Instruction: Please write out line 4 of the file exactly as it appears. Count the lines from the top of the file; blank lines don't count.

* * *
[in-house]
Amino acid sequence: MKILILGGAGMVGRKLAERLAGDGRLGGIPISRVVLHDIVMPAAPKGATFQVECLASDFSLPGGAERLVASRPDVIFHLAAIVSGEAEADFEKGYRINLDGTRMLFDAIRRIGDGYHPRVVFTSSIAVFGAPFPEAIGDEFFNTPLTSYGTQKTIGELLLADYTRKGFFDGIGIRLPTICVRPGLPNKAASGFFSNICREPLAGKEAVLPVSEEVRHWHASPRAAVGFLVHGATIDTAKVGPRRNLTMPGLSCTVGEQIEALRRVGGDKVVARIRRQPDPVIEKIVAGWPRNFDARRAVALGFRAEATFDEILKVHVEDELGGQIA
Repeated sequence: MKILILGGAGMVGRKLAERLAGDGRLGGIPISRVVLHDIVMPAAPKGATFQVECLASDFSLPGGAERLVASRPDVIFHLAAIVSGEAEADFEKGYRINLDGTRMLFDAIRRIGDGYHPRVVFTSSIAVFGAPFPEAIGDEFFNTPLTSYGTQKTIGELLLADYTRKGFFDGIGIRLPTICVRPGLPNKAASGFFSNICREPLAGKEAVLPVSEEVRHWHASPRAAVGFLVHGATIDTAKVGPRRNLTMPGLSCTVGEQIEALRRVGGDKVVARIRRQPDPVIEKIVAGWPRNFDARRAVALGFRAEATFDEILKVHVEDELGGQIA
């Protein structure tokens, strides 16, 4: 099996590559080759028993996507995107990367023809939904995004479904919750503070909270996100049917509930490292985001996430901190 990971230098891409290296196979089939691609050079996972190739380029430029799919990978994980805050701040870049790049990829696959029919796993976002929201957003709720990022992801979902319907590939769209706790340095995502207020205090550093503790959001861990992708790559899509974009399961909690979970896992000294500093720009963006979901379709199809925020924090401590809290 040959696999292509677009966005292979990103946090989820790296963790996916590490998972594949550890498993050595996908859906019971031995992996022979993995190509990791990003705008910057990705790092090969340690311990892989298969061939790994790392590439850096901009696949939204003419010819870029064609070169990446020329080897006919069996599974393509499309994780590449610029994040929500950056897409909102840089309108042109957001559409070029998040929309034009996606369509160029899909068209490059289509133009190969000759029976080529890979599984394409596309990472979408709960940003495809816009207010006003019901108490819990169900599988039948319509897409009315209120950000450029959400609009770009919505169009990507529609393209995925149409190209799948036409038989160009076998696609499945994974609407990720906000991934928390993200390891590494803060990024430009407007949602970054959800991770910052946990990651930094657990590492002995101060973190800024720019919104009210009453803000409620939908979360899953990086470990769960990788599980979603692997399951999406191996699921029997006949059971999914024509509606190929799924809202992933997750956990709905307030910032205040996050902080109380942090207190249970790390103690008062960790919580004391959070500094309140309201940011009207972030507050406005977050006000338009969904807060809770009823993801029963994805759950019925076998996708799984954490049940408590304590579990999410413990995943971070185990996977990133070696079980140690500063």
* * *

């Protein structure tokens, strides 16, 4: 099996590559080759028993996507995107990367023809939904995004479904919750503070909270996100049917509930490292985001996430901190 990971230098891409290296196979089939691609050079996972190739380029430029799919990978994980805050701040870049790049990829696959029919796993976002929201957003709720990022992801979902319907590939769209706790340095995502207020205090550093503790959001861990992708790559899509974009399961909690979970896992000294500093720009963006979901379709199809925020924090401590809290 040959696999292509677009966005292979990103946090989820790296963790996916590490998972594949550890498993050595996908859906019971031995992996022979993995190509990791990003705008910057990705790092090969340690311990892989298969061939790994790392590439850096901009696949939204003419010819870029064609070169990446020329080897006919069996599974393509499309994780590449610029994040929500950056897409909102840089309108042109957001559409070029998040929309034009996606369509160029899909068209490059289509133009190969000759029976080529890979599984394409596309990472979408709960940003495809816009207010006003019901108490819990169900599988039948319509897409009315209120950000450029959400609009770009919505169009990507529609393209995925149409190209799948036409038989160009076998696609499945994974609407990720906000991934928390993200390891590494803060990024430009407007949602970054959800991770910052946990990651930094657990590492002995101060973190800024720019919104009210009453803000409620939908979360899953990086470990769960990788599980979603692997399951999406191996699921029997006949059971999914024509509606190929799924809202992933997750956990709905307030910032205040996050902080109380942090207190249970790390103690008062960790919580004391959070500094309140309201940011009207972030507050406005977050006000338009969904807060809770009823993801029963994805759950019925076998996708799984954490049940408590304590579990999410413990995943971070185990996977990133070696079980140690500063």